Autographed photos of the greatest of Russian ballet dancers crowd the slump-block walls, vying for space with black-and-whites of Hollywood stars. In between are elaborately cast medals, including one from the Bolshoi Ballet, family mementos and souvenirs of life in old Russia.
"Look at this champagne glass," exclaims George Zoritch, still fit at 83, as he holds up a fragile etched glass that's been in his family for years. "All these things were in my studio," he adds, gesturing toward his pictures. The objects are a chronicle of a life well-lived, a life that took Zoritch from a Russia in uproar ("I was born in Moscow during the Revolution in 1917") to the world's great ballet stages, and on to Hollywood and Broadway.
The acclaimed Russian dancer ended his colorful career with a 14-year stint teaching ballet at the University of Arizona, hence his Tucson home. This Wednesday, January 31, the department will offer a multimedia tribute to the old dancer as part of its Odyssey 2001 dance concert at Centennial Hall.
"I'm very touched, very touched," Zoritch says. Though he's fluent in nine languages, traces of a Russian accent still cling to his English.
The tribute will include a video put together by dance division head Jory Hancock giving the highlights of Zoritch's career, a career the retired dancer is only too happy to recollect in person. His mother was an opera singer ("She was always considered very beautiful"), and though her life on the stage scandalized her own parents, she fled with her two boys to their home in Kovno, Lithuania, after her husband betrayed her with another woman. Young Yuri (later George) never saw his father again.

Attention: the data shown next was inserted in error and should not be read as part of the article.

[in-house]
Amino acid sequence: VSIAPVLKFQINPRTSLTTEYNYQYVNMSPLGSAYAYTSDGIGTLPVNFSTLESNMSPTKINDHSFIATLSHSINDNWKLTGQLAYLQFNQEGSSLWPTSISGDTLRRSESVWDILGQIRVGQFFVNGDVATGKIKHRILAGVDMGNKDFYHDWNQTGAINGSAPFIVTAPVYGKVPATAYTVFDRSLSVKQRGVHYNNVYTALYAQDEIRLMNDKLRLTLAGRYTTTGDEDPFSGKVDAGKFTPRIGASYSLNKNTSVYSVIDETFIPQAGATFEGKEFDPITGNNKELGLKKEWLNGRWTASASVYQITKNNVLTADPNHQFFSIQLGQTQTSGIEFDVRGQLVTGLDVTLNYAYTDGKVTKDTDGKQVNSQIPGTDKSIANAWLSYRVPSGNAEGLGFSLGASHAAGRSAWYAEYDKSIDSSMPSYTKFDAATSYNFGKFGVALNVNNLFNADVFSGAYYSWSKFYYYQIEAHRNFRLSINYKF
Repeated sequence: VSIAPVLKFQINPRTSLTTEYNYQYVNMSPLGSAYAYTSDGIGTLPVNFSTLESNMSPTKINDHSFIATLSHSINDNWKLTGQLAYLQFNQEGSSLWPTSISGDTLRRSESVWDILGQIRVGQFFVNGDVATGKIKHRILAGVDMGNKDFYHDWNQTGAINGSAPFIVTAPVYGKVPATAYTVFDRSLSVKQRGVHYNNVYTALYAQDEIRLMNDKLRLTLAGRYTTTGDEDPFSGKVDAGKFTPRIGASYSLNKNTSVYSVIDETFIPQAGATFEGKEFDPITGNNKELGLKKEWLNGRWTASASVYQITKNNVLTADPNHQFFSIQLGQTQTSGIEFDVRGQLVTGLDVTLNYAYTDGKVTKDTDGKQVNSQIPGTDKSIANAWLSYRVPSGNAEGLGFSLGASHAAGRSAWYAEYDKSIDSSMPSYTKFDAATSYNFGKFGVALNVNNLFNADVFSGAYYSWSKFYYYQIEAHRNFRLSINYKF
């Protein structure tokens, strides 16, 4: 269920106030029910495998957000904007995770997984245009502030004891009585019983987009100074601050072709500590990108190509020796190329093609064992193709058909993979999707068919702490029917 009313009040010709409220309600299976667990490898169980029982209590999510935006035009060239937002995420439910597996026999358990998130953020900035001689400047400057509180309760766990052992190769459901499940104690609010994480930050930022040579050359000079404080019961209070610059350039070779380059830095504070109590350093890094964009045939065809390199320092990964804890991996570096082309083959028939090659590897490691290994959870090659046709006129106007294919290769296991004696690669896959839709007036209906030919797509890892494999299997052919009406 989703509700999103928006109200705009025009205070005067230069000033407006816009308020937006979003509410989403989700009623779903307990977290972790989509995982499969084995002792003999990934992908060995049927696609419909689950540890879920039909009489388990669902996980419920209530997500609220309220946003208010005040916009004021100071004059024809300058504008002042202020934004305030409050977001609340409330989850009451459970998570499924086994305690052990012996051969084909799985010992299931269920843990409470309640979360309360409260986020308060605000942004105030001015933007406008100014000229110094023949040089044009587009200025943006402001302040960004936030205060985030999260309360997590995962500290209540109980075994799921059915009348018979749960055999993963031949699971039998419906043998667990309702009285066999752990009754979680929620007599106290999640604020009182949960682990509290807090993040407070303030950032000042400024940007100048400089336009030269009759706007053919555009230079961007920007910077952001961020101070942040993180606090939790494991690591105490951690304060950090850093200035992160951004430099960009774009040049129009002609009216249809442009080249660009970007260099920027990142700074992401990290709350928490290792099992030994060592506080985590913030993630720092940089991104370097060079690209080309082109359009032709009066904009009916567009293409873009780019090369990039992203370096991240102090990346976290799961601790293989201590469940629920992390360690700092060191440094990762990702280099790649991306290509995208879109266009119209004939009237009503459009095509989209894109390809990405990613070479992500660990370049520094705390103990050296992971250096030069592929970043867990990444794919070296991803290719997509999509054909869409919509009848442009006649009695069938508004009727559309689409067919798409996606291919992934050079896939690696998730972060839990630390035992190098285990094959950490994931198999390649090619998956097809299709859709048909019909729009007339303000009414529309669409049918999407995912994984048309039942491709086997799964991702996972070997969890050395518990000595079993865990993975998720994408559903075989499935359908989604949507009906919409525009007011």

"At 11, Mother took me to see (the ballet) Coppélia in Kovno," Zoritch remembers. He was so taken by the ballet that afterwards he couldn't stop leaping about. "I came home and endangered the china. I was unbearable."
His mother took him to audition at a local ballet school, run by a graduate of the famed Maryinsky Theater School. He was accepted immediately. After training in Paris as well, Zoritch launched a long career with a series of troupes that toured the world, including the Grand Opera Russe, the Russian Classical Ballet, Ballets Russes de Paris and Grand Ballet du Marquis de Cuevas, working with such choreographers as Bronislava Nijinska. He spent 10 years in two different segments, before and after World War II, as principal dancer with Ballets Russes de Monte Carlo. He fled to America during the war, became a citizen and almost immediately stepped into that most American of art forms--the musical.
"I was in 18 films, four in Rome and 14 in Hollywood," he says, working with such stars as Errol Flynn, Cary Grant, Alexis Smith and Loretta Young. After his own dancing days were done, he opened a ballet school in Hollywood, where he taught for eight years before moving on to quieter Tucson. Zoritch published an illustrated autobiography just last year, Ballet Mystique: Behind the Glamour of the Ballet Russe (Cynara Editions, $45); he'll be selling and autographing books at the concert.